The Japanese word mitama (御魂・御霊・神霊 honorable spirit?) refers to the spirit of a kami or the soul of a dead person. British Japanologist William George Aston (1841-1911) believed the mitama to be comparable as a concept to the Jewish Shekhinah.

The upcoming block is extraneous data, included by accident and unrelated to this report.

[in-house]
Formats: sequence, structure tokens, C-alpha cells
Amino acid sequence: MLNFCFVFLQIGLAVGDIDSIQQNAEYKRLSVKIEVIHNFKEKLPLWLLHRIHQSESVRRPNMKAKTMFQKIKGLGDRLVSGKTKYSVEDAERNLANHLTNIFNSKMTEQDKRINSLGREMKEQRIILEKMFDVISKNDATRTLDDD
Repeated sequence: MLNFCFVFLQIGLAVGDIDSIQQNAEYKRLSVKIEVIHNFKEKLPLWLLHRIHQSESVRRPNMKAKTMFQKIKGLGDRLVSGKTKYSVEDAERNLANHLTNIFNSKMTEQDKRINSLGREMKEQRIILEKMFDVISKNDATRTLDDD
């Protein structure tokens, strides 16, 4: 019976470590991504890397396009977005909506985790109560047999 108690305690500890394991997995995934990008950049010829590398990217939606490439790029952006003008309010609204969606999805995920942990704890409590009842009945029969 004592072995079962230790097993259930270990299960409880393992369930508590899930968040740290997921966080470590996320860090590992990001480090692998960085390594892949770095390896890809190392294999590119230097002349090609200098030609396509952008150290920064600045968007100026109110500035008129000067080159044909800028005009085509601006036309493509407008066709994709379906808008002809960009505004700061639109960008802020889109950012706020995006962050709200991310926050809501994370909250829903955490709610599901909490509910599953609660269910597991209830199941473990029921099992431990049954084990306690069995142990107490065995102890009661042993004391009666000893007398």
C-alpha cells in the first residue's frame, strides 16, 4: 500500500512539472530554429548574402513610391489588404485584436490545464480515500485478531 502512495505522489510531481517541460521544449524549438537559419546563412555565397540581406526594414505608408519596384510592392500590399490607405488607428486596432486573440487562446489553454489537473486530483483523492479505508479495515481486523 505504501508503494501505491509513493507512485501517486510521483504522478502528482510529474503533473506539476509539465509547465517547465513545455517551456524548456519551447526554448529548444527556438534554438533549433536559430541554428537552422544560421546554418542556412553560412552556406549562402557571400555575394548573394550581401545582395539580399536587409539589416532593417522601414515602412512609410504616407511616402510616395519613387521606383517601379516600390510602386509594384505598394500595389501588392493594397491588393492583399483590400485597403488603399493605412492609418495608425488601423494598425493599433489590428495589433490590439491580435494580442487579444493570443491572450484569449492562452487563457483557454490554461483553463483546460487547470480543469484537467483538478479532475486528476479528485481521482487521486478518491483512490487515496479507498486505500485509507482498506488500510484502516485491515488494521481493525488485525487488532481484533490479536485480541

Early Japanese definitions of the mitama, developed later by many thinkers like Motoori Norinaga, maintain it consists of several "souls", relatively independent one from the other. The most developed is the ichirei shikon (一霊四魂?), a Shinto theory according to which the spirit (霊魂 reikon?) of both kami and human beings consists of one spirit and four souls. The four souls are the ara-mitama (荒御霊・荒御魂 rude soul?), the nigi-mitama (和御霊・和御魂 harmonious soul?), the saki-mitama (幸御魂 happy soul?) and the kushi-mitama (奇御霊・奇御魂 wondrous soul?). According to the theory, each of the souls making up the spirit has a character and a function of its own; they all exist at the same time, complementing each other. In the Nihon Shoki, kami Ōnamuchi actually meets his kushi-mitama and shiki-mitama, but does not even recognize them. The four seem moreover to have a different importance, and different thinkers have described their interaction differently.